22 Your Honor had two hearings on that

23 matter before the case was settled. They were both

24 extraordinary. And I would encourage the Court to go

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1 back and take a look at the transcripts which were

2 provided.

3 First, it was probably, I think

4 Mr. Wolfe said, the most well-attended scheduling

5 conference in the history of Delaware when the case

6 first broke. And if you remember, the protagonists in

7 the case were the directors of Viacom had been removed

8 by way of Mr. Redstone's consent, and they were

9 arguing that Mr. Redstone's consent either had been

10 obtained through undue influence from Ms. Redstone or

11 that he lacked the mental capacity to execute the

12 consents knowingly and, therefore, the consents were

13 no good. I think Mr. Wolfe's colorful language was,

14 the other side's position is my client had to be

15 crazy, they had to be crazy to execute these consents

16 and remove his long-time friends.

17 During that hearing, Your Honor

18 directly asked Mr. Klieger, how does Mr. Redstone vote

19 the NAI shares or the Viacom shares? How does it all

20 work? And Mr. Klieger said, Mr. Redstone personally

21 votes the shares.

22 THE COURT: To be clear, you're

23 talking about the Viacom shares?

24 MR. ALLERHAND: Yes, at that time.

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1 And if you may remember, there was a back and forth,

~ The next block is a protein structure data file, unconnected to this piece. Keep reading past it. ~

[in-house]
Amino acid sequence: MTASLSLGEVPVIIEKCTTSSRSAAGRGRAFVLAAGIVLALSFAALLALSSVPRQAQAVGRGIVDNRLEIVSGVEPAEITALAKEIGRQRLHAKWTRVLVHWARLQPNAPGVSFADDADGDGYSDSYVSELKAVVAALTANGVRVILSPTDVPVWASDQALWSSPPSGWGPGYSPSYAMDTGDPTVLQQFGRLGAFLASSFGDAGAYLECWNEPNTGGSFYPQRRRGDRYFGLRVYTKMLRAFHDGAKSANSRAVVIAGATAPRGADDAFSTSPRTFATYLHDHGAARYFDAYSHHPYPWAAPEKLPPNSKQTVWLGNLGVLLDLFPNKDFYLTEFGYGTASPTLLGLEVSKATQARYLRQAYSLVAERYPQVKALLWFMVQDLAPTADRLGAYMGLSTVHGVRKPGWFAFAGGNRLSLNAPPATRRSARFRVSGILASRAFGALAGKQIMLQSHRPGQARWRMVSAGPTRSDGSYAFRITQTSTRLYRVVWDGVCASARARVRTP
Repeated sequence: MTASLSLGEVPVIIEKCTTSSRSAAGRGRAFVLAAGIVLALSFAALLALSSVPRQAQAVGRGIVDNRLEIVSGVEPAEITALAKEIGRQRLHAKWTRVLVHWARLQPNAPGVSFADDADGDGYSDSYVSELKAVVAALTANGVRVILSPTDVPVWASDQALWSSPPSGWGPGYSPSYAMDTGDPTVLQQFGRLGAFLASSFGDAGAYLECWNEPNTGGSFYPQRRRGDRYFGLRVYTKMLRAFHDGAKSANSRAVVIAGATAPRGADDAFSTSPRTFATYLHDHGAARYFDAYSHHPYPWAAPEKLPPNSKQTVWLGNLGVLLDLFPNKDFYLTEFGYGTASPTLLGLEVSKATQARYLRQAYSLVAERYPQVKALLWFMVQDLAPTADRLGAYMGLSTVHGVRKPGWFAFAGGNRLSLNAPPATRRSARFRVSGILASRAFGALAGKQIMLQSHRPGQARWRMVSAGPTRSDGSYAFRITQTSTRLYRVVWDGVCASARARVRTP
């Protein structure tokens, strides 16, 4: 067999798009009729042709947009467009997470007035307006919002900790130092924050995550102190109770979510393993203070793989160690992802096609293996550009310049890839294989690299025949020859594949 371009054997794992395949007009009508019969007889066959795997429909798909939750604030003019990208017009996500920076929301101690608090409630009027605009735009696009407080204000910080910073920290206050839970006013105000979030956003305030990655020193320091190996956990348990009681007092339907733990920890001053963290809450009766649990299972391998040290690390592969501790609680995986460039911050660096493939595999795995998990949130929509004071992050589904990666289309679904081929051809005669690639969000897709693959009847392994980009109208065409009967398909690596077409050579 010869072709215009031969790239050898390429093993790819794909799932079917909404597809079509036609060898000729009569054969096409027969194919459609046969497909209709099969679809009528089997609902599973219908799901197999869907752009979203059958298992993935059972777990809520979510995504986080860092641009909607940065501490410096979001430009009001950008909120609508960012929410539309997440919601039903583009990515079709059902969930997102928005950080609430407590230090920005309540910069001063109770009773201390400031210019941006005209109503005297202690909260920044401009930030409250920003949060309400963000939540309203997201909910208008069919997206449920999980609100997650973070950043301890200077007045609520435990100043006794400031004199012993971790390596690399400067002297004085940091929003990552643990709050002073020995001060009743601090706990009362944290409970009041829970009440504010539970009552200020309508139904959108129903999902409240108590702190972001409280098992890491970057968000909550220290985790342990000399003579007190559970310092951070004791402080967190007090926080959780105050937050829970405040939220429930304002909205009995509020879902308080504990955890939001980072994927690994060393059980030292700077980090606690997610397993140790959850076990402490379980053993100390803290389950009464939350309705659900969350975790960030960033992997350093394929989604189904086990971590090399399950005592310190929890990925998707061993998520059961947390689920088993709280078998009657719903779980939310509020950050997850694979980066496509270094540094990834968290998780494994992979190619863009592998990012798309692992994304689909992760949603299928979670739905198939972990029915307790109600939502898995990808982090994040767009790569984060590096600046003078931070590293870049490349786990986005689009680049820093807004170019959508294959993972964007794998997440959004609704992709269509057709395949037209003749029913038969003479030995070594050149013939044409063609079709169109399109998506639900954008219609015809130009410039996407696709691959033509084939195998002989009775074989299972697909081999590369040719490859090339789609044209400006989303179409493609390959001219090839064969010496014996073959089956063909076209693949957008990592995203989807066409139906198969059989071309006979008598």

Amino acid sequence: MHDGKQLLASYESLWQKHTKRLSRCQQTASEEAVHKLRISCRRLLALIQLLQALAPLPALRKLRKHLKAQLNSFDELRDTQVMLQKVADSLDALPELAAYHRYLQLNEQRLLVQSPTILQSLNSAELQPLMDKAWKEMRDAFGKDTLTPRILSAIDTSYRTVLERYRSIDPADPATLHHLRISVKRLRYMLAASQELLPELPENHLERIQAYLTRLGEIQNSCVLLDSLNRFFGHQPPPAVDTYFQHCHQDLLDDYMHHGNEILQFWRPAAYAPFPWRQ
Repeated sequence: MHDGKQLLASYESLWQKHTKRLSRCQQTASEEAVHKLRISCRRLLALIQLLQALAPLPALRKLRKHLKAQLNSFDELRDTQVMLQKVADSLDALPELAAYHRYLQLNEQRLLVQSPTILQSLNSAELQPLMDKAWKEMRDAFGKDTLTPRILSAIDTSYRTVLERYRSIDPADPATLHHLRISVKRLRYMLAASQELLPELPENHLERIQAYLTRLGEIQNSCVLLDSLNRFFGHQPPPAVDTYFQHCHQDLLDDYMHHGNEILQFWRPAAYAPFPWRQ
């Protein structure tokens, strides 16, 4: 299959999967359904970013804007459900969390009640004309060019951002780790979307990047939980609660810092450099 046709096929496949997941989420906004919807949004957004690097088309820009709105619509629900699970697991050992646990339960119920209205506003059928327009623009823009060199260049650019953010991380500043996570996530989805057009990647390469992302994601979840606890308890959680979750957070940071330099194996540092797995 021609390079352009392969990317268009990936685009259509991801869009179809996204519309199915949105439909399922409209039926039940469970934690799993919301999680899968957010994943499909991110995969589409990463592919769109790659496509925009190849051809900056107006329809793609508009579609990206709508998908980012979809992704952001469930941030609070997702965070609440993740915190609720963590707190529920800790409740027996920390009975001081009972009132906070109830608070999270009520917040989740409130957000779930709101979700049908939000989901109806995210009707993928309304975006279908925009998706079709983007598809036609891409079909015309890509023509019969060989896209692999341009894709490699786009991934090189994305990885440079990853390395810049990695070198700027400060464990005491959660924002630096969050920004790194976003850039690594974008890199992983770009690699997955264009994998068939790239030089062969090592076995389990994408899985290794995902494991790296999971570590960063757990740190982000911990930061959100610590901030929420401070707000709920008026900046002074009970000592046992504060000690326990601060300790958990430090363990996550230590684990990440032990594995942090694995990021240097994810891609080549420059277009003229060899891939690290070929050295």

2 it was a pretty good question: Well, does he do that

3 through a corporate authorization? Is there a

4 corporate resolution at NAI which gives Mr. Redstone,

5 as the CEO, the power to kind of do what he wants with

6 respect to the Viacom shares? And there was a whole

7 commotion in the courtroom. It never got produced at

8 the time. And then there was the motion to dismiss

9 that Potter Anderson filed, basically saying this is

10 too much for a 225 action. Your Honor can't get

11 behind the issue of the consents. They're validly

12 executed. That's all you need to know. It doesn't

13 matter whether or not -- the issue of mental capacity

14 or undue influence.

15 And at that hearing, at the very

16 beginning, if you may remember, you said to

17 Mr. Klieger, "I got bad information from you the last

18 time, because the power under the trust of

19 Mr. Redstone is to vote the NAI shares. The trust

20 controls the NAI shares. How does the voting occur

21 with respect to the underlying Viacom block that's

22 owned by NAI?"

23 And Mr. Klieger said, "Well, when I

24 said -- I meant personally, and he votes them

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1 personally as the CEO, essentially as the corporate

2 representative of NAI."

3 Many of these questions, by the way,

4 are floating around two years later in our motion.

5 How is control exercised? Who was making the

6 decisions? And what is Mr. Redstone's status?

7 Now, very interesting, Your Honor.

8 After the case was settled in September of 2016 -- and

9 I'm sure you're going to hear a lot about this -- NAI

10 passes a new bylaw. And the parties have attached the

11 bylaw to our motions. I believe it's one of the early

12 exhibits. I'll give Your Honor the number. And it's

13 a bylaw that impacts both the NAI corporate level and

14 at the limited liability company.

15 This bylaw is an extraordinary

16 corporate document which, if we had a witness in

17 Mr. Redstone who could testify, we would love to get

18 his testimony on this. And let me tell you why. I

19 have never seen a bylaw like this. Because what it

20 says is that Ms. Redstone singularly, quote,

21 singularly, can wake up tomorrow morning and say, I am

22 going to sell all of the CBS stock owned by NAI. I